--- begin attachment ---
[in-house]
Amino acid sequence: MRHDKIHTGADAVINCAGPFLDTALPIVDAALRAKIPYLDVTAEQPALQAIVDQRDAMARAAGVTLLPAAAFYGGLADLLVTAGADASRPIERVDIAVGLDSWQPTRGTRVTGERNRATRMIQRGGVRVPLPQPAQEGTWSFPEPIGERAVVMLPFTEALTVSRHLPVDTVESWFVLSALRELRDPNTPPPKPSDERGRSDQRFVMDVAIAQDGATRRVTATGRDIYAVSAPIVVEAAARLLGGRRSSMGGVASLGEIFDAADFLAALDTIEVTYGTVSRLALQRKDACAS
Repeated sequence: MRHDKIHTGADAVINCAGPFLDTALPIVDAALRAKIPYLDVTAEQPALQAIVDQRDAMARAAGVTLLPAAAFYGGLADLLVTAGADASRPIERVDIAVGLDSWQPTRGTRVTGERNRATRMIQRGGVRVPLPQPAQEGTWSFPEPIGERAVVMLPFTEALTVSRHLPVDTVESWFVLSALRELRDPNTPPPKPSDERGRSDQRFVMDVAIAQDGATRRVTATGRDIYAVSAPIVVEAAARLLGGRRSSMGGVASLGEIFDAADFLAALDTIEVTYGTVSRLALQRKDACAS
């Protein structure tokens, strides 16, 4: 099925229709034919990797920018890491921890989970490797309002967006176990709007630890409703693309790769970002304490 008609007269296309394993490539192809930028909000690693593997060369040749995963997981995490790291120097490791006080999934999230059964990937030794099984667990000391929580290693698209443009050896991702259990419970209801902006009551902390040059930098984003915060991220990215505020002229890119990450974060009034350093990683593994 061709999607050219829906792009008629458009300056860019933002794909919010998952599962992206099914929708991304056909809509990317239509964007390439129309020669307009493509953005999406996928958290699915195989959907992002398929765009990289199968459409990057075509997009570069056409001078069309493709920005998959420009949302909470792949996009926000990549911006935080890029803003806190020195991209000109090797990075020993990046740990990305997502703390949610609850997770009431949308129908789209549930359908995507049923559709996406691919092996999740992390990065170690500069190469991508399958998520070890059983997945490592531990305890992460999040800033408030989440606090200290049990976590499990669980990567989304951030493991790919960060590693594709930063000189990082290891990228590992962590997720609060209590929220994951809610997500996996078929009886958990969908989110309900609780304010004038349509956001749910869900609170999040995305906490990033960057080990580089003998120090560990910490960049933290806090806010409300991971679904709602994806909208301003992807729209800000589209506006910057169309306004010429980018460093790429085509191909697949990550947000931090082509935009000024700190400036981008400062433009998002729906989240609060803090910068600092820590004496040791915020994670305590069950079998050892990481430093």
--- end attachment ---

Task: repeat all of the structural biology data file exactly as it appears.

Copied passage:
[in-house]
Amino acid sequence: MRHDKIHTGADAVINCAGPFLDTALPIVDAALRAKIPYLDVTAEQPALQAIVDQRDAMARAAGVTLLPAAAFYGGLADLLVTAGADASRPIERVDIAVGLDSWQPTRGTRVTGERNRATRMIQRGGVRVPLPQPAQEGTWSFPEPIGERAVVMLPFTEALTVSRHLPVDTVESWFVLSALRELRDPNTPPPKPSDERGRSDQRFVMDVAIAQDGATRRVTATGRDIYAVSAPIVVEAAARLLGGRRSSMGGVASLGEIFDAADFLAALDTIEVTYGTVSRLALQRKDACAS
Repeated sequence: MRHDKIHTGADAVINCAGPFLDTALPIVDAALRAKIPYLDVTAEQPALQAIVDQRDAMARAAGVTLLPAAAFYGGLADLLVTAGADASRPIERVDIAVGLDSWQPTRGTRVTGERNRATRMIQRGGVRVPLPQPAQEGTWSFPEPIGERAVVMLPFTEALTVSRHLPVDTVESWFVLSALRELRDPNTPPPKPSDERGRSDQRFVMDVAIAQDGATRRVTATGRDIYAVSAPIVVEAAARLLGGRRSSMGGVASLGEIFDAADFLAALDTIEVTYGTVSRLALQRKDACAS
């Protein structure tokens, strides 16, 4: 099925229709034919990797920018890491921890989970490797309002967006176990709007630890409703693309790769970002304490 008609007269296309394993490539192809930028909000690693593997060369040749995963997981995490790291120097490791006080999934999230059964990937030794099984667990000391929580290693698209443009050896991702259990419970209801902006009551902390040059930098984003915060991220990215505020002229890119990450974060009034350093990683593994 061709999607050219829906792009008629458009300056860019933002794909919010998952599962992206099914929708991304056909809509990317239509964007390439129309020669307009493509953005999406996928958290699915195989959907992002398929765009990289199968459409990057075509997009570069056409001078069309493709920005998959420009949302909470792949996009926000990549911006935080890029803003806190020195991209000109090797990075020993990046740990990305997502703390949610609850997770009431949308129908789209549930359908995507049923559709996406691919092996999740992390990065170690500069190469991508399958998520070890059983997945490592531990305890992460999040800033408030989440606090200290049990976590499990669980990567989304951030493991790919960060590693594709930063000189990082290891990228590992962590997720609060209590929220994951809610997500996996078929009886958990969908989110309900609780304010004038349509956001749910869900609170999040995305906490990033960057080990580089003998120090560990910490960049933290806090806010409300991971679904709602994806909208301003992807729209800000589209506006910057169309306004010429980018460093790429085509191909697949990550947000931090082509935009000024700190400036981008400062433009998002729906989240609060803090910068600092820590004496040791915020994670305590069950079998050892990481430093």